You are browsing the archive for plainspoken scientist Archives - AGU Blogosphere.
20 March 2017
By Shane M Hanlon There are so many venues for science communication, especially when it comes to social media. For example, AGU alone has four official Twitter accounts (Sharing Science, AGU, Eos, Science Policy), an Instagram account, and a half-dozen Facebook pages. Social media is a powerful venue for communicating tips on communication. Twitter is an especially great place to learn about #scicomm resources and opportunities through hashtags like #scicomm, …
13 December 2016
By Miles Traer Stanford University postdoc Miles Traer, once again, is cartooning from the AGU Fall Meeting in San Francisco. Follow him on Twitter @Geo_Miles
16 November 2016
Our own JoAnna Wendel describes the process through which she drew a cartoon based on a research paper about volcanoes.
17 October 2016
A hand list of science-y words, and ways to avoid them.
26 August 2016
On the 10th anniversary of the reclassification of Pluto to a dwarf planet, our own JoAnna Wendell illustrates her case for why that might not be such a bad thing.
5 July 2016
What’s it like being a scientist sitting face to face with a member on Congress? MIT graduate student Michael McClellan shares his experiences and suggestions on advocating on behalf of science and scientists.
28 March 2016
Social media and the value of communicating field experiences to the public –This is a cross-posting from an article originally published on the AGU Editors’ Vox blog. The original post is here. I’m standing in the pouring rain on the deck of the R/V Oceanus in the middle of winter collecting sea water samples. As the boat rocks back and forth, our team carefully lowers the 800-pound CTD, a common oceanographic research …
8 March 2016
By Shane M. Hanlon AGU just hosted the Ocean Sciences Meeting held in New Orleans in partnership with ASLO and TOS. The meeting brought in over 5,000 scientific attendees to the Crescent City in what was a mini preview of Fall Meeting 2017. Sharing Science was there and we held a workshop on sharing science in your community. Personally speaking, I also participated in a mentoring meetup and in a panel discussion entitled, Exploring …
11 February 2016
By Naomi Weissmann Geia! Hello, mighty Gods and Goddesses, I am Gi, goddess of landforms, a minor goddess who wants more. I believe that I belong in the Pantheon (as your 13th goddess). I spend all of my time shaping, and otherwise forming the earth. I am endlessly patient and persistent: I will stay put, stubborn as a mule, until I am pleased with what I’ve done. The breathtaking canyon …
30 November 2015
When Ellen confided in me that she doesn’t feel like she fits the image of a paleontologist, I was speechless. Ellen can never just be one scientist among many, she told me, because she is a woman. She has to disprove the stereotype that women are weak while exhibiting herself as a success story – a woman who can make it in a man’s world – adding pressure to an already intense workload. She can’t just do her work, she has to somehow be more.
9 November 2015
As a scientist-turned-journalist, I have approached scientific research from two different angles. When I was a researcher, I paid the most attention to papers that related to my specific areas of interest, and evaluated them based on how they furthered my community’s understanding of my field. As a reporter, however, I consume new research with a slightly different set of questions in mind. I still wonder, “what do these results tell us about how the world works?” but I also have to ask myself, “will my audience be interested?”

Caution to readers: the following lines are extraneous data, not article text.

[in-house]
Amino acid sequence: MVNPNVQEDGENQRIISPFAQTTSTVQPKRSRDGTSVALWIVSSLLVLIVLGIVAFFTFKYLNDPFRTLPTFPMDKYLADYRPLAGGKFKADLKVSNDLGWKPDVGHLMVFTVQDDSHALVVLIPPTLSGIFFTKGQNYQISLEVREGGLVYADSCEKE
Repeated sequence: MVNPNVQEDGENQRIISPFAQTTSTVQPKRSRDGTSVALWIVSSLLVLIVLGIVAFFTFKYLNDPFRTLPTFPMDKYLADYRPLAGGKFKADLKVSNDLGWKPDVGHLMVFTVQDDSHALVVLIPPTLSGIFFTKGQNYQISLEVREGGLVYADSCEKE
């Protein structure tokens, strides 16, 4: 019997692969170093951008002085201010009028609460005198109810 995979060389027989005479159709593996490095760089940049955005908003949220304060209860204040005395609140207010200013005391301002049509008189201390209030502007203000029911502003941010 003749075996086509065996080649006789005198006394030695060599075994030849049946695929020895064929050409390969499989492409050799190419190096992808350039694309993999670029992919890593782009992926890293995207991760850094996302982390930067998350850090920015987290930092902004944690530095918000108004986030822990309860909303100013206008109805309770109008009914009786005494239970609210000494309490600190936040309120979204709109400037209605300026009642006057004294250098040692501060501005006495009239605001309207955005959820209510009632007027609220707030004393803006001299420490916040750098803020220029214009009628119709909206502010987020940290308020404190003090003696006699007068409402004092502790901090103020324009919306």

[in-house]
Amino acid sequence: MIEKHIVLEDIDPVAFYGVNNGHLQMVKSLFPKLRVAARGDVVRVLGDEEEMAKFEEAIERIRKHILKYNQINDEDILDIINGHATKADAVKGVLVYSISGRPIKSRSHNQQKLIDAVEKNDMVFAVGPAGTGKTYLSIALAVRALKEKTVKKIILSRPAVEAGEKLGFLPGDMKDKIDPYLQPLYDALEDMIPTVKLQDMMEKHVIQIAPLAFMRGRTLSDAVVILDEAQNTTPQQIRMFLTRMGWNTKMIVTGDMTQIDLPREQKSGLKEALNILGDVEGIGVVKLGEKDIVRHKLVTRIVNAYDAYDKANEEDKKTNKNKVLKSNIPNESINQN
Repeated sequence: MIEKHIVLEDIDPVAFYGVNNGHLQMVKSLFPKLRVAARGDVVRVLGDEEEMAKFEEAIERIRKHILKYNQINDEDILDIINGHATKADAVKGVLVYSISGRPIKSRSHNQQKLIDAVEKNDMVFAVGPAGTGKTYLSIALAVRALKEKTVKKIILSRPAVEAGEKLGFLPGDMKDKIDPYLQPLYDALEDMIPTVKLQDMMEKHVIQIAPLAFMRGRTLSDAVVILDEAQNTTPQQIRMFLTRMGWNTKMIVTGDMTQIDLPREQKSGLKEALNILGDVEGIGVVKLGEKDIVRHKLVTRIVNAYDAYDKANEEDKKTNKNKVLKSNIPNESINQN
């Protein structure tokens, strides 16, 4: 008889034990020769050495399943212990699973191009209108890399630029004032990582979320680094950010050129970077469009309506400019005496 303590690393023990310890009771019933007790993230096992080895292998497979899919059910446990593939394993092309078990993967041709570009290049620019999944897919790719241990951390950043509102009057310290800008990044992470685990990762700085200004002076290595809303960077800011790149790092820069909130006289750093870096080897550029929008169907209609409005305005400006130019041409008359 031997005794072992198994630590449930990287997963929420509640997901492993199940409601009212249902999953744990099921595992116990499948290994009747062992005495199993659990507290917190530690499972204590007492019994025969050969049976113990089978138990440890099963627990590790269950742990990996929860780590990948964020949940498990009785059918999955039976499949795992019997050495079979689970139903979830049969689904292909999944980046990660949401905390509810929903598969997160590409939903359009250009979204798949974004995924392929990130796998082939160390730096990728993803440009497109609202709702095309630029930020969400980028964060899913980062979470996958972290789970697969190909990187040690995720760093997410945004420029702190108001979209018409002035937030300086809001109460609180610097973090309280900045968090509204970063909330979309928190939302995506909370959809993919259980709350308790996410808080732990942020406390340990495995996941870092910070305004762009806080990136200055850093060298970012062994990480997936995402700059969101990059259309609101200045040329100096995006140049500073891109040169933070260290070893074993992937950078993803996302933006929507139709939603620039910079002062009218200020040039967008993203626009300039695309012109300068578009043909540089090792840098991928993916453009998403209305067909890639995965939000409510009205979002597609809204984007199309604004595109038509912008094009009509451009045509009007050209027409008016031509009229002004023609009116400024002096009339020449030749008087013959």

2 November 2015
Why did I decide to submit an abstract for the “Up-Goer Five Giving-It-a-Try” session at the 2015 AGU Fall Meeting, which challenges scientists to explain their work using only the 1,000 most common words in the English language? Well, I’m already presenting my research for the meeting, so I’ve got the talk outline and figures already queued up. That made my decision easier. But, what I really wanted was to see whether I could translate my work into simplified language. Scientists love jargon, but I think it’s equally as fun to discover just how common (or uncommon) even basic geology-related words are. All I can say is that it’s lucky “rock” is one of those words, or it would have been really hard to write my abstract in Up-Goer language!
27 October 2015
Scientists are increasingly encouraged to share the meaning and implications of their research with non-scientists. And, as many who have attempted this endeavor at a party or a Thanksgiving dinner table know, talking about scientific research with those outside your field is difficult. Yet, it can be fun and rewarding.
Being able to convey the details and importance of your work can help to boost public support for science, enhance your career prospects and improve your chances of finding funding. Communication is a skill not typically taught as part of scientific training, but training and practice can help you communicate more effectively.
Ignite@AGU is one such opportunity for researchers to hone their communication skills and become more comfortable talking about their work with diverse audiences. Similar to a TED talk, Ignite gives presenters just five minutes and 20 auto-advancing slides to make their point.
12 October 2015
“Is that it?” I ask the security guard at the desk.
“That’s it,” he says.
That moment marked the end of my roller coaster ride in a fellowship program with the American Association for the Advancement of Science (AAAS) in which scientists work summer stints as reporters in news outlets across the country.
8 December 2014
Geoscientist and singer-songwriter shares her creative side at AGU’s Open Mic Night – and you can, too
Science is about discovering universal truths. Music, they say, is a universal language. So what better way to communicate science than through music?